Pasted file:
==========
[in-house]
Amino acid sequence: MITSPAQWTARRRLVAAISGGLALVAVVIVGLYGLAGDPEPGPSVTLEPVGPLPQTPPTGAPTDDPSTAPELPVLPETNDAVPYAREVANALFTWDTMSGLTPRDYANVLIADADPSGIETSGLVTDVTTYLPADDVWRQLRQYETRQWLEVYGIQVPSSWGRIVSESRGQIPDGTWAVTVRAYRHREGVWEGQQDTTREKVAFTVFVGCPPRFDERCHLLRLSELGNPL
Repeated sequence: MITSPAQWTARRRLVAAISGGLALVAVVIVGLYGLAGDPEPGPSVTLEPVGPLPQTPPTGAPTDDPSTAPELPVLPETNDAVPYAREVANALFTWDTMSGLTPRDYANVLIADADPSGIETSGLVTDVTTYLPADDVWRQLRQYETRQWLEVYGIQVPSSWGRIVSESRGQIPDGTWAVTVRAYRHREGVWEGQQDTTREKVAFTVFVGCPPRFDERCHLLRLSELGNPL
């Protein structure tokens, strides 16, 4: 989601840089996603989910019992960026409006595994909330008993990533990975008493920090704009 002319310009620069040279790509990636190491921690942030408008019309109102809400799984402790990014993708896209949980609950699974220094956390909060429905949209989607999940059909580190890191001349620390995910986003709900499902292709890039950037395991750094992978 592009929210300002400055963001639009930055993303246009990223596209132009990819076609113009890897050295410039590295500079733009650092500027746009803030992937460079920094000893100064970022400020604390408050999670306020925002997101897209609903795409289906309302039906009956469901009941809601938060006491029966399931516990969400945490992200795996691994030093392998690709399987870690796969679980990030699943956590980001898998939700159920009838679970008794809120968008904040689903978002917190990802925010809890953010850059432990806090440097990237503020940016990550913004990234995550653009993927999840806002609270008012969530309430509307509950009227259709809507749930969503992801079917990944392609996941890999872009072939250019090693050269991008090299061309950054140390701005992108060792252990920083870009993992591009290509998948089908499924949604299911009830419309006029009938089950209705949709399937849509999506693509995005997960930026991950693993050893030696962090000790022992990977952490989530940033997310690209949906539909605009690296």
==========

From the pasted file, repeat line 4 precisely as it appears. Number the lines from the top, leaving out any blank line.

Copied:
């Protein structure tokens, strides 16, 4: 989601840089996603989910019992960026409006595994909330008993990533990975008493920090704009 002319310009620069040279790509990636190491921690942030408008019309109102809400799984402790990014993708896209949980609950699974220094956390909060429905949209989607999940059909580190890191001349620390995910986003709900499902292709890039950037395991750094992978 592009929210300002400055963001639009930055993303246009990223596209132009990819076609113009890897050295410039590295500079733009650092500027746009803030992937460079920094000893100064970022400020604390408050999670306020925002997101897209609903795409289906309302039906009956469901009941809601938060006491029966399931516990969400945490992200795996691994030093392998690709399987870690796969679980990030699943956590980001898998939700159920009838679970008794809120968008904040689903978002917190990802925010809890953010850059432990806090440097990237503020940016990550913004990234995550653009993927999840806002609270008012969530309430509307509950009227259709809507749930969503992801079917990944392609996941890999872009072939250019090693050269991008090299061309950054140390701005992108060792252990920083870009993992591009290509998948089908499924949604299911009830419309006029009938089950209705949709399937849509999506693509995005997960930026991950693993050893030696962090000790022992990977952490989530940033997310690209949906539909605009690296």